Thank you for your story, Fred I know that I love being in education, but I am definitely close to being burnt out. My spouse has convinced me to try to make the most of this year, and then move on. That is what I truly want to do. I don't think my students need a teacher who runs out on them. Sadly, I will just have to spend my energy working on instruction, and the rest of the "stuff" we have to do in our school will just have to be done sub par.

fredflintston 10-19-2009 07:38 AM

I have an LTA in my classroom for a few periods a day who quit her teaching job many, many years ago. She went out for maternity leave and never went back. She said it was the best decision of her life because teaching was too stressful. She stayed home with her kids and ran a greenhouse business out of her home and just came back to being an LTA two years ago. She said she loves being an LTA except for the pay.

toomuch2do 10-19-2009 05:23 AM

I am not happy with my current teaching situation. Yes, there are positives...I enjoy working with my students, planning lessons for them, etc. However, the ridiculous amount of OTHER stuff is making it nearly impossible for me to do my best in my job (which is TEACHING...not being a social director, nurse, secretary, babysitter, etc.). I feel overwhelmed, even after many years of teaching. I am considering packing it in and leaving in order to maintain my sanity. I know that teaching is rough everywhere, that we are tasked with so much and given so little time and compensation for what we do. However, I feel that there are better places out there for me. I don't feel that I am a good fit for the grade level I am teaching or for my school.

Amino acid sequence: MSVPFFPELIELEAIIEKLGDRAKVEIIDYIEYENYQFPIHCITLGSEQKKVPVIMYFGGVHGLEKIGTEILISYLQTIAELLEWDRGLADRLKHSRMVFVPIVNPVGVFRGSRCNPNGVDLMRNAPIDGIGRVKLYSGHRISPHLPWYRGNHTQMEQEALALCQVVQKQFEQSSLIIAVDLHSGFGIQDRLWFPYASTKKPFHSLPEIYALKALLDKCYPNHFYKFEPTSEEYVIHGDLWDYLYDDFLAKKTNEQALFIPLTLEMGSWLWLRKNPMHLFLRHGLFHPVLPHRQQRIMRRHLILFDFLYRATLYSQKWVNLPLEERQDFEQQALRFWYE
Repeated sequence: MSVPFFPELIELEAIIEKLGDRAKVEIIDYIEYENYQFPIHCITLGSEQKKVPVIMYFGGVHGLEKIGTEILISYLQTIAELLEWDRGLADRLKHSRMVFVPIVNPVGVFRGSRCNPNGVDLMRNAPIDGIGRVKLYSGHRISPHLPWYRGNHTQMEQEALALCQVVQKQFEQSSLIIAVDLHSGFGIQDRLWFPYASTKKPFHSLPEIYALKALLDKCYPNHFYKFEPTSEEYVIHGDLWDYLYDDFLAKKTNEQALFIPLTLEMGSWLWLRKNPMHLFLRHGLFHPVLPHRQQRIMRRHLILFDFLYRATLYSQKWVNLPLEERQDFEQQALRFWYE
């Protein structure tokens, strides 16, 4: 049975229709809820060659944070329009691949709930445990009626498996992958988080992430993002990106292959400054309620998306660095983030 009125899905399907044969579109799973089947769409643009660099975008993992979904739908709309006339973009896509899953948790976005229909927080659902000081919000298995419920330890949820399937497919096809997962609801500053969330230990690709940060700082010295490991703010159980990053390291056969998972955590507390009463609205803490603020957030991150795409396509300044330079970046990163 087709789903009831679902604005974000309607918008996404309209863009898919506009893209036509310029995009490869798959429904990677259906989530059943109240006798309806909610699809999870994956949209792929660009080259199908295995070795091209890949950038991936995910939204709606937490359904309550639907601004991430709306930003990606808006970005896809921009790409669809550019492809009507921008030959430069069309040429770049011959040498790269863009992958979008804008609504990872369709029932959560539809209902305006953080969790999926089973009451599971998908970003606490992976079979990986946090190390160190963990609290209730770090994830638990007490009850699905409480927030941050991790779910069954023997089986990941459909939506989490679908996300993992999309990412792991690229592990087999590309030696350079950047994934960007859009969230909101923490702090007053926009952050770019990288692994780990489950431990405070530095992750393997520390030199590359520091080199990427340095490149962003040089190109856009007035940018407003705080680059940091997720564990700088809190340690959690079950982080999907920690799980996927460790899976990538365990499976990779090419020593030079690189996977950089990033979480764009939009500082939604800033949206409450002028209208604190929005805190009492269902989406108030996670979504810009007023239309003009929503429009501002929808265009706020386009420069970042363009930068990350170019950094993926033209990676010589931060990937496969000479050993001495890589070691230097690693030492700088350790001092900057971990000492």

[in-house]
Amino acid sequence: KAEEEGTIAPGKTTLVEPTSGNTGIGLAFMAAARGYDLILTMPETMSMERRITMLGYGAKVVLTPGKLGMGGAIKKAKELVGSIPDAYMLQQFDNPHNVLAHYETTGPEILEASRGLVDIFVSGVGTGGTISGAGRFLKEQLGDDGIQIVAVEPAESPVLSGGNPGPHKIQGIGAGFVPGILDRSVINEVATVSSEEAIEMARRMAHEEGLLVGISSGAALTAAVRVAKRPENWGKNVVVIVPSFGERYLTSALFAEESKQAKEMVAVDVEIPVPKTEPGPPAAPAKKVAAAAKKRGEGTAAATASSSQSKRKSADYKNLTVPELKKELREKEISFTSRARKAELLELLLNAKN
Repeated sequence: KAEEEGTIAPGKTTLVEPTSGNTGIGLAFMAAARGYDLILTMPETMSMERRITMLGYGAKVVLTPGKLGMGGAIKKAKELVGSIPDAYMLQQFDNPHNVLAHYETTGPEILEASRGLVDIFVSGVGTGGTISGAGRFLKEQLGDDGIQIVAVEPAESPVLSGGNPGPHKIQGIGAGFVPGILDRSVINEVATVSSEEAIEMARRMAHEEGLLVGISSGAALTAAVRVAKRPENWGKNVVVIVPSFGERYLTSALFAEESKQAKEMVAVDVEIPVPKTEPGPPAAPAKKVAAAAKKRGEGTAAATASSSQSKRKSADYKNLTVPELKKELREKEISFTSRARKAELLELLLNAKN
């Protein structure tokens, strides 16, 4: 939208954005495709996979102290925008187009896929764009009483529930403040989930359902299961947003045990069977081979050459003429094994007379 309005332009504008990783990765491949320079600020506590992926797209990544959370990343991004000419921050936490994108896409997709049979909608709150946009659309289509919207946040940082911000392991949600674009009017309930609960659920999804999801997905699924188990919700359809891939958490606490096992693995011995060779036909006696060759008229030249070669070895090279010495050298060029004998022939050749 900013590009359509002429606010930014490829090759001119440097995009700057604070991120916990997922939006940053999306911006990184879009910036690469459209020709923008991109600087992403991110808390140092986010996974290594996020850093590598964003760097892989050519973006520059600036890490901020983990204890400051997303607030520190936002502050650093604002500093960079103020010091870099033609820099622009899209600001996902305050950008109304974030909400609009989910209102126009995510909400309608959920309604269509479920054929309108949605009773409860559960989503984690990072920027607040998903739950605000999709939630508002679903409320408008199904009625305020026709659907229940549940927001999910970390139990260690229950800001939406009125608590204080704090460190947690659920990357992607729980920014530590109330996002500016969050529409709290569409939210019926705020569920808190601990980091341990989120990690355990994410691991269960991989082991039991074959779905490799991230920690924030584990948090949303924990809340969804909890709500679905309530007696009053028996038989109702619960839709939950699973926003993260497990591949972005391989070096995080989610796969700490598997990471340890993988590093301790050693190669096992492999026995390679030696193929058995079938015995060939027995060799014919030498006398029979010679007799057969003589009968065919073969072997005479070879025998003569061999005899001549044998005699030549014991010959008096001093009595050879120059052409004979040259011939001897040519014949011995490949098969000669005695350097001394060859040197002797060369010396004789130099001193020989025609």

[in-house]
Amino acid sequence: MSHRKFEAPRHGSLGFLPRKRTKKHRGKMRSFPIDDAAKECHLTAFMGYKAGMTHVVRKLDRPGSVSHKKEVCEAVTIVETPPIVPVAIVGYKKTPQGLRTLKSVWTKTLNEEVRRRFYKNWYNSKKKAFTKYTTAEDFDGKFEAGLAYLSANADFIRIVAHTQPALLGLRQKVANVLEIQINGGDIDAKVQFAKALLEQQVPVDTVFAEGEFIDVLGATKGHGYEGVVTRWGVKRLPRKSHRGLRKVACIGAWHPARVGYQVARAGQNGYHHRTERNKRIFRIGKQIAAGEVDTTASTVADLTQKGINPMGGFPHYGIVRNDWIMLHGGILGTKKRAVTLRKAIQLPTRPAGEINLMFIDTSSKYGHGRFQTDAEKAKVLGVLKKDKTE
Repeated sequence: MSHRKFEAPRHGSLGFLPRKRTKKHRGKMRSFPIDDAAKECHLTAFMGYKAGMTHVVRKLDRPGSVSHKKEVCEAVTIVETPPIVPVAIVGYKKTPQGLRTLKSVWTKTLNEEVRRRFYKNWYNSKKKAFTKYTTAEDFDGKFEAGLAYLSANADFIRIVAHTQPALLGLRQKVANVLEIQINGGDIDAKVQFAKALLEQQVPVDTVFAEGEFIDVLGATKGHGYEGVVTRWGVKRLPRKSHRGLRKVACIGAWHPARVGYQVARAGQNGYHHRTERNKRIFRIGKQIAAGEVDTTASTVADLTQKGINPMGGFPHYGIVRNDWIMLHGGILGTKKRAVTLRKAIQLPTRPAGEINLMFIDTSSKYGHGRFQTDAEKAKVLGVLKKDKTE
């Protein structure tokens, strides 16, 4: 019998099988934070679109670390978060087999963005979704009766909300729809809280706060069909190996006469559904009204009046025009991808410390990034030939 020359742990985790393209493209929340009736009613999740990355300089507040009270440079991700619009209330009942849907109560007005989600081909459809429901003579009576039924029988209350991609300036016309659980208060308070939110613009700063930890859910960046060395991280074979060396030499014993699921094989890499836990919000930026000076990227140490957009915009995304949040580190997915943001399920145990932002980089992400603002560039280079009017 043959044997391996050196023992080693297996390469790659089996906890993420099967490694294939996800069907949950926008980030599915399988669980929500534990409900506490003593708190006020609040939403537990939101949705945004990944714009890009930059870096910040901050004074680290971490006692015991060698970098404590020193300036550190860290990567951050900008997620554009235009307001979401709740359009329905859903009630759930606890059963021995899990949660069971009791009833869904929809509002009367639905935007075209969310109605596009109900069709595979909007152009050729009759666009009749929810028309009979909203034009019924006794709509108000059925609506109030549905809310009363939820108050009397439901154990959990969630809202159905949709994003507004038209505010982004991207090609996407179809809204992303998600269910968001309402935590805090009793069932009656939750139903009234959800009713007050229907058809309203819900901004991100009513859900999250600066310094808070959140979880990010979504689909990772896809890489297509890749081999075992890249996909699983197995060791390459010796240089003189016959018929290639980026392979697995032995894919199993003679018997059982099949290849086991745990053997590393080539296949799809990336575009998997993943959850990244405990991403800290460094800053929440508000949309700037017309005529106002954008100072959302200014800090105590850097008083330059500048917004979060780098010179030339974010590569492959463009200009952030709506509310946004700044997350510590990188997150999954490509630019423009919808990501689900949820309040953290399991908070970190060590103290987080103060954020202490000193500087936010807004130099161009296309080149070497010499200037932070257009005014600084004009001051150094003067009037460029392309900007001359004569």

So, the question is....has anyone ever left a teaching job during the school year? If I were to leave, I would provide the 30-45 day notice our system requires. I just worry about it impacting future opportunities, especially in such competitive markets. At the same time, I worry that a really rough year, and possibly not-so-great evaluations could make an even bigger difference (I have several years of stellar evals, but I am not feeling like that will happen this year). If you have left, what have you told future employers, if anything about the experience? I do have one good excuse, as I am also juggling graduate school.